A Conservative Nirvana: The Most Privatized City Government In America

If the government at every level of this country was run like Sandy Springs, Georgia the economy would be thriving, spending would be under control, taxes would be lower, and Americans would have tremendous confidence in their public servants.

IF your image of a city hall involves a venerable building, some Roman pillars and lots of public employees, the version offered by this Atlanta suburb of 94,000 residents is a bit of a shocker.

The entire operation is housed in a generic, one-story industrial park, along with a restaurant and a gym. And though the place has a large staff, none are on the public payroll. O.K., seven are, including the city manager. But unless you chance into one of them, the people you meet here work for private companies through a variety of contracts.

Applying for a business license? Speak to a woman with Severn Trent, a multinational company based in Coventry, England. Want to build a new deck on your house? Chat with an employee of Collaborative Consulting, based in Burlington, Mass. Need a word with people who oversee trash collection? That would be the URS Corporation, based in San Francisco.

Even the city’s court, which is in session on this May afternoon, next to the revenue division, is handled by a private company, the Jacobs Engineering Group of Pasadena, Calif. The company’s staff is in charge of all administrative work, though the judge, Lawrence Young, is essentially a legal temp, paid a flat rate of $100 an hour.

…Cities have dabbled for years with privatization, but few have taken the idea as far as Sandy Springs. Since the day it incorporated, Dec. 1, 2005, it has handed off to private enterprise just about every service that can be evaluated through metrics and inked into a contract.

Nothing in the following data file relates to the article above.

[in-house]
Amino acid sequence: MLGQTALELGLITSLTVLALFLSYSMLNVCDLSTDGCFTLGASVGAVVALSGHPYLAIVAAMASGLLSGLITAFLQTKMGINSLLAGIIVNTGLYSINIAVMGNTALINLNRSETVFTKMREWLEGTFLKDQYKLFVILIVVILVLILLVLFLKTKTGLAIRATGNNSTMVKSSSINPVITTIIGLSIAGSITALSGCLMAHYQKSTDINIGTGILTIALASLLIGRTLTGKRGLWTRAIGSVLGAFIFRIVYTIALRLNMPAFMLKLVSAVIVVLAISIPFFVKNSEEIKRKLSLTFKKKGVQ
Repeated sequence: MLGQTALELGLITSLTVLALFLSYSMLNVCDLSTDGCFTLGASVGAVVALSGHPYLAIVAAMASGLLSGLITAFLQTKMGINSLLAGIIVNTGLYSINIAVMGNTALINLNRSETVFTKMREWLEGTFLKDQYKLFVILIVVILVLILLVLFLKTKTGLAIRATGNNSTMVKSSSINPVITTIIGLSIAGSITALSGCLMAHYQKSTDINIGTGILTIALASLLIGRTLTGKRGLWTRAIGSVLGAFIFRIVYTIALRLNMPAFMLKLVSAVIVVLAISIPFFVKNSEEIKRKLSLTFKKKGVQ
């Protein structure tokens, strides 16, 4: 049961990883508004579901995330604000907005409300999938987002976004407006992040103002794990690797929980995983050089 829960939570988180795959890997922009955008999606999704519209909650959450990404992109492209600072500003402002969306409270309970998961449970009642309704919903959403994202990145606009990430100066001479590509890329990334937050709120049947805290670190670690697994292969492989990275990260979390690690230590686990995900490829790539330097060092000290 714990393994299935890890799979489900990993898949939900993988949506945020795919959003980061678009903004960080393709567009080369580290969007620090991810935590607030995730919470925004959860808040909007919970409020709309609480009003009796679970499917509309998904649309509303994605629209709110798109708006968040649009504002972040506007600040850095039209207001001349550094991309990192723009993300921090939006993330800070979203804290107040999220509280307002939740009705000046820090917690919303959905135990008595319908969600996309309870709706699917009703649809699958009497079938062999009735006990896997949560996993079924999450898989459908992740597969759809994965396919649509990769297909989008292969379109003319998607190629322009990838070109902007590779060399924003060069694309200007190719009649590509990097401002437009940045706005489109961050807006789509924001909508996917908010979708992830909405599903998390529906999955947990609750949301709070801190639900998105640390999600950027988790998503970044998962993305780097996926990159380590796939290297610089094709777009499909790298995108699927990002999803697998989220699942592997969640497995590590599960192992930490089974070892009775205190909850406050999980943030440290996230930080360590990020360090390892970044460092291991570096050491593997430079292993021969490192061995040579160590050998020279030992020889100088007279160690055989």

To grasp how unusual this is, consider what Sandy Springs does not have. It does not have a fleet of vehicles for road repair, or a yard where the fleet is parked. It does not have long-term debt. It has no pension obligations. It does not have a city hall, for that matter, if your idea of a city hall is a building owned by the city. Sandy Springs rents.

The town does have a conventional police force and fire department, in part because the insurance premiums for a private company providing those services were deemed prohibitively high. But its 911 dispatch center is operated by a private company, iXP, with headquarters in Cranbury, N.J.

“When it comes to public safety, outsourcing has always been viewed with a kind of suspicion,” says Joseph Estey, who manages the Sandy Springs 911 service in a hushed gray room a few miles from city hall. “What I think really tipped the balance here is that they were outsourcing just about everything else.”

…Initially, and for the first five and a half years of its life, Sandy Springs used just one company, CH2M Hill, based in Englewood, Colo., to handle every service it delivered. Mr. McDonough says CH2M saved the town millions compared with the cost of hiring a conventional public work force, but last year Sandy Springs sliced the work into pieces and solicited competitive bids.

When the competition was over, the town had spread duties to a handful of corporations and total annual outlays dropped by $7 million. (Representatives of CH2M, which still has a call-center contract, said at the time that they were “deeply disappointed” by the results, but wished the city well, according to a local news report.)

To dissuade companies from raising prices or reducing the quality of service, the town awarded contracts to a couple of losing bidders for every winner it hired. The contracts do not come with any pay or any work – unless the winning bidder that prevailed fails to deliver. It’s a bit like the Miss America pageant anointing the runner-up as the one who will fulfill the winner’s duties if, for some reason, Miss America cannot.

“In most cases, Miss America serves her whole term,” Mr. McDonough says, warming to the analogy. “But every once in a while something happens and they don’t have to run a whole new competition.”

This is what government should be — as small and cheap as possible with as much delegated out to the market as humanly possible. The more we embrace that concept, the better off we’ll be as a nation.

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